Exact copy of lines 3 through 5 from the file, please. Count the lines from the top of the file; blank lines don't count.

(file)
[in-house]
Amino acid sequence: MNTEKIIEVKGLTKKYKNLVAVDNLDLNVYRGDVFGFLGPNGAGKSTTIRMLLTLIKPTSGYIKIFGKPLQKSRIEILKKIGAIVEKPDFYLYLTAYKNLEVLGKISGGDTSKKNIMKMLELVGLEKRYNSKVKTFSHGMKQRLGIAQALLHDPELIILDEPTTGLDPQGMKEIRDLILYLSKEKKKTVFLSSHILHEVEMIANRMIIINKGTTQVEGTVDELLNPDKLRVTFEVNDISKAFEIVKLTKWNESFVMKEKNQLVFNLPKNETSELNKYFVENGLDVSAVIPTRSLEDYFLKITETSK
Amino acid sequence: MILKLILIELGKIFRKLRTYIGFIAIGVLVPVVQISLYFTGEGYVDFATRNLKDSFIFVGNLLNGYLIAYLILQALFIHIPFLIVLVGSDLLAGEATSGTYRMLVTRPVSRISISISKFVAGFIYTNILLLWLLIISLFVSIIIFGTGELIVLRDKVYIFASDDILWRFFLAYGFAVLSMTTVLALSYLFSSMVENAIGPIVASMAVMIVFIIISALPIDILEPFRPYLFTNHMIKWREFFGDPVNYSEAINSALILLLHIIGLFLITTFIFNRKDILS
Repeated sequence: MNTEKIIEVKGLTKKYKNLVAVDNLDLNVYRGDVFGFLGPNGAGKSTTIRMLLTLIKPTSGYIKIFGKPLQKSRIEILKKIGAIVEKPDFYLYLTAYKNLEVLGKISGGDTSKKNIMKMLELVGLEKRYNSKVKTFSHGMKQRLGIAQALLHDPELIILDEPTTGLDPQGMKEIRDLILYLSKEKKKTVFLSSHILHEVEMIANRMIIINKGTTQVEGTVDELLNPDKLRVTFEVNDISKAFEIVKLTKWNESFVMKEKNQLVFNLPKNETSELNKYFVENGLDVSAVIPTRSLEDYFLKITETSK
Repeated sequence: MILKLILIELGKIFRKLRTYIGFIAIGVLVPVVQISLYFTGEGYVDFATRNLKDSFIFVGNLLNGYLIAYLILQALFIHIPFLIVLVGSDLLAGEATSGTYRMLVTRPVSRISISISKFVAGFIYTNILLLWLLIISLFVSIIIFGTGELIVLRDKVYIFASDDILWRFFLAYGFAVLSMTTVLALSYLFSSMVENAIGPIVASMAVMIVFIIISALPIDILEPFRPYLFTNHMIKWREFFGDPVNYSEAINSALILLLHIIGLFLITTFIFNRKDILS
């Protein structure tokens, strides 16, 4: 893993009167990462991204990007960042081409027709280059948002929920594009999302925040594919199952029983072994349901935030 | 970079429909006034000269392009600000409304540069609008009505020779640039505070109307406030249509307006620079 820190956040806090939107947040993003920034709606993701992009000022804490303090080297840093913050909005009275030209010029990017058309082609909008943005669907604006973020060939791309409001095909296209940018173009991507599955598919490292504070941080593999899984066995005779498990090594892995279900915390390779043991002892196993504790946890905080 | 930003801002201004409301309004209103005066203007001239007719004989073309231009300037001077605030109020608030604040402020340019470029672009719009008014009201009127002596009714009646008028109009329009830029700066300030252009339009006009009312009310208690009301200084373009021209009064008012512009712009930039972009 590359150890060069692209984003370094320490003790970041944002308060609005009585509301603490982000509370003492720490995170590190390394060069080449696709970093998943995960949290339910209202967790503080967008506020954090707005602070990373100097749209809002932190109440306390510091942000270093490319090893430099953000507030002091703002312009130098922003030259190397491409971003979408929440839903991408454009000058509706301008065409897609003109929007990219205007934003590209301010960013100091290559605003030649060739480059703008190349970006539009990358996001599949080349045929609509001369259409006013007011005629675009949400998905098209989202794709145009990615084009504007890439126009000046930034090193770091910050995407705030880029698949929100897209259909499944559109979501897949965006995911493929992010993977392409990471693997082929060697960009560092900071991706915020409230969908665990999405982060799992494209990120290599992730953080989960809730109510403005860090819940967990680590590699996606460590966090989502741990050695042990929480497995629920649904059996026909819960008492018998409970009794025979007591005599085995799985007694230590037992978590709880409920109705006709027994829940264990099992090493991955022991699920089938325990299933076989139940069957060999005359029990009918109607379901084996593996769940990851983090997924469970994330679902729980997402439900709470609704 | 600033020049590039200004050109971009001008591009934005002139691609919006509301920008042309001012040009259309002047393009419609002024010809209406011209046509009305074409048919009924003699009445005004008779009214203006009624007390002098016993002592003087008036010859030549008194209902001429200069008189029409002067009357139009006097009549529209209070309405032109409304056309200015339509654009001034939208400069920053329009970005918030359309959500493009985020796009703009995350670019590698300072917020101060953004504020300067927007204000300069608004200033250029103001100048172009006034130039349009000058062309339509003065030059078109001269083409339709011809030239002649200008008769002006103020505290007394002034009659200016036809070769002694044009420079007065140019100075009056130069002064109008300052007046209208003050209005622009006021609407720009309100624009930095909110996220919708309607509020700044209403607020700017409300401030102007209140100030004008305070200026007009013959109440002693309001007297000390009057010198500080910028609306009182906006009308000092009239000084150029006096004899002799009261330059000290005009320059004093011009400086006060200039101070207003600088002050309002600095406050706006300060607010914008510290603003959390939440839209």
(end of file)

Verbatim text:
Amino acid sequence: MILKLILIELGKIFRKLRTYIGFIAIGVLVPVVQISLYFTGEGYVDFATRNLKDSFIFVGNLLNGYLIAYLILQALFIHIPFLIVLVGSDLLAGEATSGTYRMLVTRPVSRISISISKFVAGFIYTNILLLWLLIISLFVSIIIFGTGELIVLRDKVYIFASDDILWRFFLAYGFAVLSMTTVLALSYLFSSMVENAIGPIVASMAVMIVFIIISALPIDILEPFRPYLFTNHMIKWREFFGDPVNYSEAINSALILLLHIIGLFLITTFIFNRKDILS
Repeated sequence: MNTEKIIEVKGLTKKYKNLVAVDNLDLNVYRGDVFGFLGPNGAGKSTTIRMLLTLIKPTSGYIKIFGKPLQKSRIEILKKIGAIVEKPDFYLYLTAYKNLEVLGKISGGDTSKKNIMKMLELVGLEKRYNSKVKTFSHGMKQRLGIAQALLHDPELIILDEPTTGLDPQGMKEIRDLILYLSKEKKKTVFLSSHILHEVEMIANRMIIINKGTTQVEGTVDELLNPDKLRVTFEVNDISKAFEIVKLTKWNESFVMKEKNQLVFNLPKNETSELNKYFVENGLDVSAVIPTRSLEDYFLKITETSK
Repeated sequence: MILKLILIELGKIFRKLRTYIGFIAIGVLVPVVQISLYFTGEGYVDFATRNLKDSFIFVGNLLNGYLIAYLILQALFIHIPFLIVLVGSDLLAGEATSGTYRMLVTRPVSRISISISKFVAGFIYTNILLLWLLIISLFVSIIIFGTGELIVLRDKVYIFASDDILWRFFLAYGFAVLSMTTVLALSYLFSSMVENAIGPIVASMAVMIVFIIISALPIDILEPFRPYLFTNHMIKWREFFGDPVNYSEAINSALILLLHIIGLFLITTFIFNRKDILS